This could easily turn into a long rant, but I don’t think it needs to. Let me try to say this clearly, and concisely:
Telling students that they are “Gifted and Talented” does them an incredible disservice. All students are “gifted and talented” in one means or another. By telling students who are intelligent/high performers that they are “gifted and talented,” you are telling them that they are better than their peers. They are not – they just happen to excel academically, whereas their peers may excel in other areas. Not all “GT” students become egotistical about their gifts; many realize their strengths and weaknesses, and manage to become normal human beings.
However, by singling out these students and placing them in a class above the rest, you also ostracize them. The world is, perhaps unfortunately, not run by “GT” people. You have to be able to interact with everyone, not just those on your “special” level. Separating students into “GT” classes separates them from their peers, which can result in bullying, awkwardness, and social ineptitude. “Normal” people don’t want to hear all about your special project, “they” don’t care about how smart you are, “they” want to talk about sports or tv or something low-brow and fun. Now, for those of you out there who shout, “GT kids love those things, too!” – exactly. I’m not saying that “GT” students are not intelligent or that they shouldn’t be challenged; they may be intelligent (jury’s out on that one, depending on the kid), and they made need an academic challenge. I’m saying that “GT” kids are normal students with the same interests and social needs as those of their peer group. They should not be singled out or put on a pedestal.
Furthermore, by telling children they are “smart,” you encourage something that they are instead of something that they can accomplish. This is where lies the biggest disservice: children want to be praised for doing/being the right thing. If you praise them for being smart, they will think that they don’t need to work hard, and if they aren’t immediately good at something, they A.) aren’t smart after all, or B.) shouldn’t bother with it anyway. On the other side, if you praise their hard work, students won’t become so discouraged by failure. They will tend to want to work harder next time. This isn’t just postulation, either.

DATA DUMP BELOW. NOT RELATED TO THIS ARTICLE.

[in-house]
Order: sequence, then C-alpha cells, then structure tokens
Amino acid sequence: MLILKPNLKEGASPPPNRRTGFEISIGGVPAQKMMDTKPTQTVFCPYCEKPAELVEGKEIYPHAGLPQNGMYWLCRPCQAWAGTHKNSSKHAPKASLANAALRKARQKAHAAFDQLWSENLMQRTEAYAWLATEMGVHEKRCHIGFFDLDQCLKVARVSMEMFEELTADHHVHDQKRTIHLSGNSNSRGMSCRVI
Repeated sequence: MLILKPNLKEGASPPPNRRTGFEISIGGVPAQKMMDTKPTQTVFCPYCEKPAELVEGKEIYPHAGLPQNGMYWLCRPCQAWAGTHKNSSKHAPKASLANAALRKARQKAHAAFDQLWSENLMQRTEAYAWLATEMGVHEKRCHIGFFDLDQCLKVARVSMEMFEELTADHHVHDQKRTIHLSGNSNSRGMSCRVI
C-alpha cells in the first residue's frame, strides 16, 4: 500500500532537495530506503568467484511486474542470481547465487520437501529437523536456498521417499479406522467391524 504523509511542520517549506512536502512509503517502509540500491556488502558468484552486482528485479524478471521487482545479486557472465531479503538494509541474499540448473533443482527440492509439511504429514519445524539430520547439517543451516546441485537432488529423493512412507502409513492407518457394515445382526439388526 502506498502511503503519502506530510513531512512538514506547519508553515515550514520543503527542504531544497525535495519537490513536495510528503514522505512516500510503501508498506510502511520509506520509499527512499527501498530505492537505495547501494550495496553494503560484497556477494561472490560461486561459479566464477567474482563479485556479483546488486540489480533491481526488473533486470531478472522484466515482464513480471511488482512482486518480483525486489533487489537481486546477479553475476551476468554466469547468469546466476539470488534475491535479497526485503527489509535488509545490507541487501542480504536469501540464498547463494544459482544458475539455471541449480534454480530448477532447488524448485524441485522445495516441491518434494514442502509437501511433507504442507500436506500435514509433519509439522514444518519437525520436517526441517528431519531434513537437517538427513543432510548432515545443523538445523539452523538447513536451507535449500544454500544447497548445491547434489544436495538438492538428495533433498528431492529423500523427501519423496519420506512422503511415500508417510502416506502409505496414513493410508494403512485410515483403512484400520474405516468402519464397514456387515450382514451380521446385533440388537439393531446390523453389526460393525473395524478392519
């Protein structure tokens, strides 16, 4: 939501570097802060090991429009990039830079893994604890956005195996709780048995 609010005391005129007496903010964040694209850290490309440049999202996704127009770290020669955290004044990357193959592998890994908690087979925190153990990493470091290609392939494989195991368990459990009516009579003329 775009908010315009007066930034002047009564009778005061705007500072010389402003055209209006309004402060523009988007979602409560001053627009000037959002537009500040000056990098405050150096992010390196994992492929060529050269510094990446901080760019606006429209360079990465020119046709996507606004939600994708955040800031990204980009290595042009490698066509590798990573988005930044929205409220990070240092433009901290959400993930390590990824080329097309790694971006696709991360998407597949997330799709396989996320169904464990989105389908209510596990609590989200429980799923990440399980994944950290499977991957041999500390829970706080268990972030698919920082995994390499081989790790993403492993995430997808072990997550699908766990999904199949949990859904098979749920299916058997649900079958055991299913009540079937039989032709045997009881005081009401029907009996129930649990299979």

Instead of telling our academically high achieving students just how “gifted and talented” they are, the darling little geniuses, let’s start praising them for all their effort. If it is no effort, then we add them to a “challenge course” (which admittedly sounds like an obstacle course or water hazard or something) which challenges them academically in a way unlike their regular classroom experience. The difference, however, is that they are not any more “gifted and talented” than anyone else in the world; they just need a challenge to help their minds grow. And after all, education should be about learning and understanding and achieving, not about grades or extra-special snowflakes.
So, that said, here’s my experience:
-I was in “gifted and talented” programs all my life, and it never did me a lick of good. The teachers seemed to have no idea what they were doing, but I was “so smart and so talented” that I could figure it out on my own. When I reached the point that things stopped being effortless, I gave up on them. Obviously I wasn’t gifted and talented in that aspect, so why bother? I didn’t want to achieve, I didn’t need to learn (I was already so good at school), it was hard, who cares. I became ridiculously lazy, and although I sorta like that about myself, it took me many years of schooling to undo that damage. I never had to really want something, or really want to understand something until college, and that’s way too late to have to learn how to apply yourself.
-Besides screwing me over in that “I’m smart so I don’t have to try because I’m smart” way, I was also screwed socially. I’m introverted, and never liked talking to people, and definitely never figured out how to start talking to people. So when I was in the “smart” classes, then in the “normal” classes, I didn’t know how to relate to my peers. It was very isolating, and I think it made me funny but in a kind of weird, creepy way.
-As an educator who sees hundreds of schools/thousands of students, I have new perspective as well. TEACHERS! STOP TELLING ME HOW F%$#ing “GIFTED” YOUR STUDENTS ARE!!!!! I don’t give a shit; it’s the same curriculum and if they prove themselves to be with the program, then I will start making it more challenging. Otherwise, half the time your kids are dumber than the rest and twice as snooty, half the fun. I’ve seen you make countless excuses for your students’ bad behavior, when in reality, there is no excuse for being rude. At all. Just let your kids be students without presumption, and they’ll enjoy learning a whole lot more.
-Also, TEACHERS! Just because your students are smart does not mean that you are. I’m not at all impressed when you brag about how smart your students are like its a reflection on your own intelligence, and your own capacity as a teacher. NO! You just lucked out or had curriculum or were the best option available, which doesn’t say much. Like I said, I was in lots of “GT” programs, and those teachers were some of the biggest morons (and biggest suckers) I ever met. You don’t need to boss everybody else around because of your “gifted” students; just let us do our jobs and stop annoying us about it.
-To any gifted students out there: that’s all of you. From the student who has a learning disability but the sweetest personality, to the biggest jerk in school who also plays a mean guitar solo, those are all gifts. Work hard to help your gifts thrive, and work even harder to become good at your weaknesses. But most of all, the most important gift you can have is to understand and care about people. That will get everyone so much farther in life.